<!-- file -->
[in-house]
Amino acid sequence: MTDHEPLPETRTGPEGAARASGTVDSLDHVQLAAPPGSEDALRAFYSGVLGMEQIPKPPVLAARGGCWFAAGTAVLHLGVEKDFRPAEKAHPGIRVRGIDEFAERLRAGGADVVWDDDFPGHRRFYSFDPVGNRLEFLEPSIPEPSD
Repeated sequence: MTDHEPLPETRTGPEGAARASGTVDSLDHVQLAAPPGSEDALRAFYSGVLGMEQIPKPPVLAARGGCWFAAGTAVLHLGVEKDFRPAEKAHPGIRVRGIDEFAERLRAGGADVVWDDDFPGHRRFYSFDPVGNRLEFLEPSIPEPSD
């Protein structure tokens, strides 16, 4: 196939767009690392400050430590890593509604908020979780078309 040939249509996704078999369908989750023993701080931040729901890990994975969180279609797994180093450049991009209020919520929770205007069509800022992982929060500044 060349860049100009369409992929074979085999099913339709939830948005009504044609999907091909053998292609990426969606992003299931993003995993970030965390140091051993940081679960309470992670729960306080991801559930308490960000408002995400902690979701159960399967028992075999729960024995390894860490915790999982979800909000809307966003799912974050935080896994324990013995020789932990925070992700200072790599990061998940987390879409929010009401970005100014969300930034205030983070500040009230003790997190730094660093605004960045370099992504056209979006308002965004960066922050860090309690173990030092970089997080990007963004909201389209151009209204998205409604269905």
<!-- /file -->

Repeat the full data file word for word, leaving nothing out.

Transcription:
[in-house]
Amino acid sequence: MTDHEPLPETRTGPEGAARASGTVDSLDHVQLAAPPGSEDALRAFYSGVLGMEQIPKPPVLAARGGCWFAAGTAVLHLGVEKDFRPAEKAHPGIRVRGIDEFAERLRAGGADVVWDDDFPGHRRFYSFDPVGNRLEFLEPSIPEPSD
Repeated sequence: MTDHEPLPETRTGPEGAARASGTVDSLDHVQLAAPPGSEDALRAFYSGVLGMEQIPKPPVLAARGGCWFAAGTAVLHLGVEKDFRPAEKAHPGIRVRGIDEFAERLRAGGADVVWDDDFPGHRRFYSFDPVGNRLEFLEPSIPEPSD
């Protein structure tokens, strides 16, 4: 196939767009690392400050430590890593509604908020979780078309 040939249509996704078999369908989750023993701080931040729901890990994975969180279609797994180093450049991009209020919520929770205007069509800022992982929060500044 060349860049100009369409992929074979085999099913339709939830948005009504044609999907091909053998292609990426969606992003299931993003995993970030965390140091051993940081679960309470992670729960306080991801559930308490960000408002995400902690979701159960399967028992075999729960024995390894860490915790999982979800909000809307966003799912974050935080896994324990013995020789932990925070992700200072790599990061998940987390879409929010009401970005100014969300930034205030983070500040009230003790997190730094660093605004960045370099992504056209979006308002965004960066922050860090309690173990030092970089997080990007963004909201389209151009209204998205409604269905």